We’ve never been convinced of the benefits of CAMRA’s Good Beer Guide as a tool for finding the best pubs, and certainly not, in recent years, for finding the best beer. What we have come to realise, though, is its value as a source of historical information.
Our current project started with a 1978 edition of the Guide Bailey’s parents bought in a charity shop for 25p; we then bought a few more old editions, at exorbitant prices; before Boak’s uncle lent us well-used copies of the first five; and, finally, Ed Wray sent us a box containing nearly every GBG from the late seventies until 2006.
Quite apart from the pure data — numbers of breweries and beers, information on each brewery’s cask beers and any notable specialties — there are pages of editorial material which give a good indication of what was on the minds of beer geeks in any given year. The coming of ‘world beer’, beer tasting, nitro-keg and gastropubs are all recorded in short blog-post like articles. Anxieties over women in beer and the Campaign’s public image are played out.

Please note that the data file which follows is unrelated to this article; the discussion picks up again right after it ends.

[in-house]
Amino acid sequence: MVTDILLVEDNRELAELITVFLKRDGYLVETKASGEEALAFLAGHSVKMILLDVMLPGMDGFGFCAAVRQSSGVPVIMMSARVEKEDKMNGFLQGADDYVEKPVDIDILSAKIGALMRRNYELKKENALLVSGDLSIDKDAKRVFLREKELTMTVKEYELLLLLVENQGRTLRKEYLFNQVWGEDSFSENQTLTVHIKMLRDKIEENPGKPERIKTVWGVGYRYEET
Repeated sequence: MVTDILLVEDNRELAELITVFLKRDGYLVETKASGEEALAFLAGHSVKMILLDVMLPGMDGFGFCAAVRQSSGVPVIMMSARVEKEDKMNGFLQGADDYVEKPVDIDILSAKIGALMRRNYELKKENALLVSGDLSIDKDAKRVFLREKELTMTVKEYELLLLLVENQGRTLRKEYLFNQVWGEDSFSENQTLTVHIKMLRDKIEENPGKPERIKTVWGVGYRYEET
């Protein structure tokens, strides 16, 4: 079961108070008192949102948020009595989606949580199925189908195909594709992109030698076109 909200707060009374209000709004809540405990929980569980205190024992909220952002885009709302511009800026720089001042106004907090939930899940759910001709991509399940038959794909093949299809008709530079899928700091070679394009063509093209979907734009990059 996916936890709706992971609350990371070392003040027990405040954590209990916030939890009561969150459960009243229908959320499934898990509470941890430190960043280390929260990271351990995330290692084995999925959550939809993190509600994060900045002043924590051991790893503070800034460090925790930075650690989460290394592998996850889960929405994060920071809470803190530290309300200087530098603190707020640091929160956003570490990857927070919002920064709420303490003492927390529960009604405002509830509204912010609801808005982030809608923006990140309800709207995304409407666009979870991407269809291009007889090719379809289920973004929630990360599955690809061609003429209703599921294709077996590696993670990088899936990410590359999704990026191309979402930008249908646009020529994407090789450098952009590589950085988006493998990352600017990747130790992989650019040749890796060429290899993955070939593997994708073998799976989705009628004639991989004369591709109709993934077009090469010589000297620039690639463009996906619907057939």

Even the cover designs are telling — from Victoriana to twenty-first century cultural diversity, via idealised country pubs and real fires.
A schism over whether the 1989 Beer Orders were a good or bad thing rears its head: one edition says they are ‘universally popular’ while, the following year, they are described as disastrous.
Time and again, advances are heralded (new breweries, increasing sales of real ale) only to be undercut with a warning: beer and pubs are in trouble, so this is no time for complacency, comrades!
And here’s one small but interesting point of language: in the nineties, the GBG used the term ‘craft brewer’ frequently, without agonies over its definition.
We’ll be buying a copy this year, but will lay it down to mature.